JOHN D. WAGNER: McGraw Hill Construction Stats Tell The Green Housing Story
But has the Green Building Movement finally plateaued?
BY: JOHN D WAGNER
As someone who’s advocated for green building since 1988, when I started editing the Journal of Light Construction, it’s satisfying to see how mainstream green has become. Oh sure, builders can bellyache about all the regs and the increased costs, but honestly, the overwhelming majority of money invested in green building has produced structures that are more-energy efficient and more-durable than their counterpart structures from the 1980s and 1990s, and vastly better than homes built before that.
By any comparison, these green structures require less maintenance, consume less water, consume less electricity, and burn less fuel for heating/cooling; this has saved/will save occupants millions if not billions of dollars over time, to say nothing of what it has done to lessen, or even outright avoid, damage to the environment.
Now, an NAHB Eye of Housing (bit. ly/1xi4lhO) report shows that “a focus on energy efficiency is the most important development and design strategy that is making new housing greener,” according to a new McGraw Hill Construction survey.
The survey that Eye of Housing cites looked at single-family and multifamily builders in 2013 and it asked them about their green practices. The results? Sixty-two percent of singlefamily builders and 54% of multifamily developers are doing “more than 15% of their projects as green.” But for just single-family builders, the rate is even higher: “19% of builders are doing more than 90% projects as green,” the study found.
What is Green?
McGraw Hill Construction considers a green home as “one that is either built to a recognized green building standard or an energy- and water-efficient home that also addresses indoor air quality and/or resource efficiency.”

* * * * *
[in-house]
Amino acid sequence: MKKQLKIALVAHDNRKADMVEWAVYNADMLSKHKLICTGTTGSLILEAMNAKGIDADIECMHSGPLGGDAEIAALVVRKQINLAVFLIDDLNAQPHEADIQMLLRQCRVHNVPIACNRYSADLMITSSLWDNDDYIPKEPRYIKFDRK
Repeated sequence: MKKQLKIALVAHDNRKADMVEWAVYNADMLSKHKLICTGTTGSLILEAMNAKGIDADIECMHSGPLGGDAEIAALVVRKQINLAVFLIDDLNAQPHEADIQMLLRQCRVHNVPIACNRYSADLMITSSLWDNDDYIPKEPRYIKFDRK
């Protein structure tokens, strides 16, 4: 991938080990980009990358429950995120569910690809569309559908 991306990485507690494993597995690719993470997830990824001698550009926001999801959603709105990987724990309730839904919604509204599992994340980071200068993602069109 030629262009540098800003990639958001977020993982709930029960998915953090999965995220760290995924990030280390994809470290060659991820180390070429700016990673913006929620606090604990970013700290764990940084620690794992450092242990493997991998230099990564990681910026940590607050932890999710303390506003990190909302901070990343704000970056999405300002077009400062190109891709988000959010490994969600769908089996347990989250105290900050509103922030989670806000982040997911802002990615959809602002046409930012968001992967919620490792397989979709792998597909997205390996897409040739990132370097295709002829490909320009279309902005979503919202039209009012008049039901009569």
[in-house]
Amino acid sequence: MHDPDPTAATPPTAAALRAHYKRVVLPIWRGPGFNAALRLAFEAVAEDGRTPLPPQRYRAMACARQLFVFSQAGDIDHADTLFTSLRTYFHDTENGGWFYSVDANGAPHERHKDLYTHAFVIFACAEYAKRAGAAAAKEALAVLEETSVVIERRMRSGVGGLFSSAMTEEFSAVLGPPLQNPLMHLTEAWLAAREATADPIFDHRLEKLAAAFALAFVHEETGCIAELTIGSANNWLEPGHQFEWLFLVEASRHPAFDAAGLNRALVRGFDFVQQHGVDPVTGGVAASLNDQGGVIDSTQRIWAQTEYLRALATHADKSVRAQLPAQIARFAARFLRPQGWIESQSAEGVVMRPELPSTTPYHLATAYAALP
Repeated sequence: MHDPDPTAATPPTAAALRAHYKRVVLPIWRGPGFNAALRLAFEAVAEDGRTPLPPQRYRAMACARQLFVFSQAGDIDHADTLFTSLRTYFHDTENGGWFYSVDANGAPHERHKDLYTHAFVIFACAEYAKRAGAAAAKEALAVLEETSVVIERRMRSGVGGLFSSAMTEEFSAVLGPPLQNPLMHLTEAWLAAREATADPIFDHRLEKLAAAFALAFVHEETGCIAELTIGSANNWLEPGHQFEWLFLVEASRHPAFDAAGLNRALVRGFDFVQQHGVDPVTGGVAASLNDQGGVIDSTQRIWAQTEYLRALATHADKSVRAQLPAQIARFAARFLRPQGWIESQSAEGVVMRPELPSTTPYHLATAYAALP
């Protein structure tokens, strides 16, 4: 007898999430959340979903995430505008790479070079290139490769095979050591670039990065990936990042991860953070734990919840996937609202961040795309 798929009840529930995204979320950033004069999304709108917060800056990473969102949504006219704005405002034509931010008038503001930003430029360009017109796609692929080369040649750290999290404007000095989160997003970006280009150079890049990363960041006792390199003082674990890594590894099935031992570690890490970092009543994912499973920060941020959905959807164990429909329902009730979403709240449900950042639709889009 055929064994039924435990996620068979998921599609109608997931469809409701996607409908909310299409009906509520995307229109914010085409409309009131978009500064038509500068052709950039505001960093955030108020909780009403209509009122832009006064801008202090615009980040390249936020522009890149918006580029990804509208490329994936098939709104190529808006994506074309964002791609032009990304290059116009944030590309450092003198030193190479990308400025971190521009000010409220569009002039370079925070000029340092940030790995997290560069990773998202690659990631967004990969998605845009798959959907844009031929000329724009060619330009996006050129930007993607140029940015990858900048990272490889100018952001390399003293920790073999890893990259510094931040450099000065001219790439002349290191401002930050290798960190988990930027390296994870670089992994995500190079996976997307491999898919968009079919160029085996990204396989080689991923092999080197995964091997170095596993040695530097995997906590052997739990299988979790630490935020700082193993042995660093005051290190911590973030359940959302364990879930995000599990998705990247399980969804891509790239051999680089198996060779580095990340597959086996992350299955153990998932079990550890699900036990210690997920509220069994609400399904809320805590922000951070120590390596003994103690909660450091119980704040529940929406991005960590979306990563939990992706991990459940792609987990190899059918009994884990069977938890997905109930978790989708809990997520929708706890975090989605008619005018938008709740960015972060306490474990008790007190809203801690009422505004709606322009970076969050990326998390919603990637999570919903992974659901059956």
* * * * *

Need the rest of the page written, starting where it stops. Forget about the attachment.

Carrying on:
Given that definition, there are probably a lot of homes out there that are green but wouldn’t show up in this survey, simply because they weren’t built to a “recognized standard.” We’ve all seen houses that are super high quality, yet the builders didn’t seek certification due to the nuisance and expense of getting projects inspected.
The McGraw Hill Construction report also found that “75% of single-family and 84% of multifamily builders indicated that improved energy efficiency was a factor making their projects more green than two years ago.”
Further, the McGraw Hill Construction report stated how many builders are focused on indoor environmental quality: Fifty-eight percent of singlefamily builders and 55% of multifamily developers in the study cited indoor environmental quality as “a reason why their current projects are more green.” No surprise there with these high numbers. Long before the green building movement, people knew that breathing toxic fumes in their homes wasn’t a path to good health.
With droughts abounding in the West, and much of California and Nevada in the midst of full-blown water crises, water conservation and material conservation/ recycling practices were also cited by builders surveyed as the reason that their projects were green. Unlike other regions in the U.S., water shortage is a concern in these areas and people are working towards conservation. (Curiously, I just learned that Californians are consuming the same amount of water they used 30 years ago, even with the explosion of population; 80% of California’s water is used by agriculture, often wastefully. People are largely already doing their part with water preservation at home.)
Has the fragile economy caused the green building movement to slow down? That’s unclear, but it appears to have plateaued for now. The McGraw Hill Construction report stated that “11% of single-family builders and remodelers are constructing homes that are greener in 2013 than in 2011.” As the economy rebounds, ever so slowly, this will be a key indicator to watch to see if green building continues to grow or has saturated the housing market.